HOF ’09: Rickey Henderson


“If my uniform doesn’t get dirty, I haven’t done anything in the baseball game.”

Rickey Henderson

In 2003 Rickey signed on with the Independent League Newark Bears, the LA Dodgers signed Henderson after the All Star break. Amazingly at the age of 44 in 30 games in Los Angeles, he hit two homers, batted .208, while stealing three bases without being caught. This guy reminds me of a player, who’d play the game for nothing, he loved it that much, definitely a throwback.

There are all kinds of stories of Rickey speaking in the third person and an account him seeing John Olerud playing firstbase with a batting helmet on, “Hey, Rickey used to have a teammate with the Mets who played first with a helmet.” Olerud then informed Rickey that they were teammates with the Mets, but that story is false. Here is a quote from Henderson that shows how much he loved to play, one month after the Oakland A’s offered to sign him up for one day in September, 2007, so Rickey could retire an Oakland A, Rickey said, “One day? I don’t want one day. I want to play again, man. I don’t want nobody’s spot… I just want to see if I deserve to be out there. If I don’t, just get rid of me, release me. And if I belong, you don’t have to pay me but the minimum — and I’ll donate every penny of that to some charity. So, how’s that hurtin’ anybody?… Don’t say goodbye for me… When I want that one day they want to give me so bad, I’ll let you know.”

Rickey Henderson was born on Christmas Day 1958 in Chicago, but moved to Oakland when his father left when Rickey was only two. His father died when Henderson was just twelve years of age. Rickey’s mother remarried and the family took on her new husband’s surname of Henderson. He was a natural lefthander, but learned to bat from the right side because he thought that was the way you were supposed to hit. Rickey married his high school sweetheart Pamela, together they have three children, Angela, Alexis, & Adriann.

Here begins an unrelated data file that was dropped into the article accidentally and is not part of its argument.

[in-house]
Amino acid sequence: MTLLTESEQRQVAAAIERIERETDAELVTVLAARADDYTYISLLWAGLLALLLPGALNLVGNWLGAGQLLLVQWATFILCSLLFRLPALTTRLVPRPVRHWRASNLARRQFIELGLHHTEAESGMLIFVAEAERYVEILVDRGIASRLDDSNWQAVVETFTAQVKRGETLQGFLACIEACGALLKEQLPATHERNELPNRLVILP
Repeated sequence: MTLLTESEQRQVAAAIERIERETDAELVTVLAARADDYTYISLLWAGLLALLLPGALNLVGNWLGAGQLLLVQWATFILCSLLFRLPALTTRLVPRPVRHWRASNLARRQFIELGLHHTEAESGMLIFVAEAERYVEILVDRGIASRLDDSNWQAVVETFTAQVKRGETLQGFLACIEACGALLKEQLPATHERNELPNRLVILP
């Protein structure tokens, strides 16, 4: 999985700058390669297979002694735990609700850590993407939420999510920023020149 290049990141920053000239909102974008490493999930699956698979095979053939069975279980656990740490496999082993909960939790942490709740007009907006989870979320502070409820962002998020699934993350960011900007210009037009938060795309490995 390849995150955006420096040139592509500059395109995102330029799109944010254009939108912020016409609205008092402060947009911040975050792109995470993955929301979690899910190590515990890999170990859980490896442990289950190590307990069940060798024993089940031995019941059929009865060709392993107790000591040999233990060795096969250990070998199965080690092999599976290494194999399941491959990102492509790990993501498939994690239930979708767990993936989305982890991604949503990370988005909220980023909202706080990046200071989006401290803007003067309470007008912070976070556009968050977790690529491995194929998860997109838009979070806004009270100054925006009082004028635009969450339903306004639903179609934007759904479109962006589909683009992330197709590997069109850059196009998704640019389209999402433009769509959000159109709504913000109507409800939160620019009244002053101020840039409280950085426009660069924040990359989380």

He finished his career with more stolen bases (1,406) and more runs scored (2,295) than anybody in the history of the game. In a game in 1977 he stole seven bases, tying a major league record. Some say, I’d have to agree, he was the greatest leadoff man in the history of the game, certainly of his era. He had 3,055 hits & 2,190 walks, 510 doubles, and three homers shy of 300, with a lifetime batting average of .279, and an incredible .401 OBP. Three times within his first five years he stole over 100 bases, a record 130 in 1982, only two other ballplayers in the modern era stole 100 bases in a year, each only once.

Henderson started with the A’s, was traded to the NY Yankees in time to score 146 times in 1985, he’d return to play for Oakland three more times. In 13 seasons he scored over 100 runs. Despite the wear and tear running had on his body, he played an unbelievable 25 years in the major leagues. Even though he wasn’t a power hitter, he could go yard, as evidenced by his career high in home runs of 28 in both 1986 & 1990. Seven times he walked over 100 times, five more years with more than 90 bases on balls, in 1989 he walked a career high 126 times. Along with a keen eye, Henderson perfected a crouched batting style, which gave him a very small strike zone.

He was on two World Championship teams, 1989 Oakland & 1993 Toronto, ironically both times he was traded midseason. Ten times he was an All Star, three times he won Silver Slugger Awards, once he won a Gold Glove, in 1990 he was the American League MVP, and in 1999 at the age of 40 he was named NL Comeback Player of the Year. He hit a record high 81 leadoff home runs.

Here’s proof as to how great of a ballplayer Rickey Henderson was, statistician Bill James was quoted as saying, “If you could split him in two, you’d have two Hall of Famers.”

Hall of Fame


Hall of Very Good

  Why is he even on the Ballot?


While we wait for January 12 ballot results, The Baseball Zealot will be profiling those players who are on the 2009 Baseball Hall of Fame ballot.  Read the rest the of the profiles.

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